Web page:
The business community pushed back against the new pay-data reporting requirements, arguing they were onerous and would not properly address why there were gaps. Companies in recent years, in part sparked by the #MeToo movement, have begun to take on pay equity analyses and other efforts.
Klair Fitzpatrick, a Morgan, Lewis & Bockius employment partner in Philadelphia, said clients were preparing to comply with the changes, even though they believe they impose “burdensome requirements and have the potential to be misused.”
Fitzpatrick said the firm has been pushing companies to conduct pay equity studies and take into account how the government will look at their pay, as well as other factors such as what influences the pay.
“It’s really in an employer’s best interest to be proactive before the government asks for data,” Fitzpatrick said. “We’re looking at the bigger picture: What does my employment population look like and where do we have issues? The #MeToo movement and other efforts have propelled employers to focus on these issues.” She added: “I’m not saying it’s going to be easy.”
Jay Patton, a shareholder at Ogletree, Deakins, Nash, Smoak & Stewart, said employers need clarity and that the May 31 reporting deadline would create compliance headaches for companies.
“To have employers do it now would be a major change and cause serious restructuring in how data is kept and collected for the filing process,” he said.
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Meanwhile, there are imminent changes at the EEOC itself, as the Trump administration’s nominee to lead the agency recently cleared a committee vote and is awaiting confirmation. The nominee, Janet Dhillon, has indicated support for pay-data collection, but perhaps not in the revised form that was just reinstated.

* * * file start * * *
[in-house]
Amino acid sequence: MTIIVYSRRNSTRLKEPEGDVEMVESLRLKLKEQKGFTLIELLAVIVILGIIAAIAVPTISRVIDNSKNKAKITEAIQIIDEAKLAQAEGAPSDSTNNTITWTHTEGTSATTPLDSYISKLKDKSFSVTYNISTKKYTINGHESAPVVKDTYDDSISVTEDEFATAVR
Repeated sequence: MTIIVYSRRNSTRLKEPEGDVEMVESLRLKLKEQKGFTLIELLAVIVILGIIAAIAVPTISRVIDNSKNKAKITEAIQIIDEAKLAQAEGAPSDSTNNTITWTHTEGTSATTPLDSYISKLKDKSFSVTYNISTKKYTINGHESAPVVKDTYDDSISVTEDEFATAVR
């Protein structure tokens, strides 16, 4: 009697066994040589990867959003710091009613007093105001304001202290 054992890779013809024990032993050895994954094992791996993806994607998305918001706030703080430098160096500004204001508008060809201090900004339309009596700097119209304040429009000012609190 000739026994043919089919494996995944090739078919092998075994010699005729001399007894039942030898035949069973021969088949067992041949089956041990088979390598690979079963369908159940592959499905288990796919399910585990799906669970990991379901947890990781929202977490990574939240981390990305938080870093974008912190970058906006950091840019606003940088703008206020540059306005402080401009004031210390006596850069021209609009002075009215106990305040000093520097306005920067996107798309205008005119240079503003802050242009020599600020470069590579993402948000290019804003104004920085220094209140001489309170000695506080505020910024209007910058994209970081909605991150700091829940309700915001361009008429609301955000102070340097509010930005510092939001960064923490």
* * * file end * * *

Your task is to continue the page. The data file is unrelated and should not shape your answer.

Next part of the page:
Littler Mendelson shareholder James Paretti Jr. in Washington, a former senior counsel at the EEOC, said the agency is scrambling. The revised reporting requirements included expanded data points that mean more information for both companies—and the agency—to process.
“Employers have relied on OMB’s stay and have not put resources into tracking the information,” he said. “EEOC similarly has not prepared their infrastructure.”
Erin Connell, an employment partner at Orrick, Herrington & Sutcliffe in San Francisco and co-chair of the firm’s pay equity task force, suggested it would be “reasonable to push back the deadline and address the moving pieces.”
Regardless of whether or not the new pay data rules are implemented now, or later this year, management attorneys said the spotlight on compensation equality won’t be soon to fade. State and local governments have ramped up their own rules in recent years, and numerous class actions will keep attention on complaints of disparities. Companies are also feeling greater pressure from shareholders and boards of directors.
“We will see this issue surface in some form or another,” said Fisher & Phillips partner Cheryl Behymer.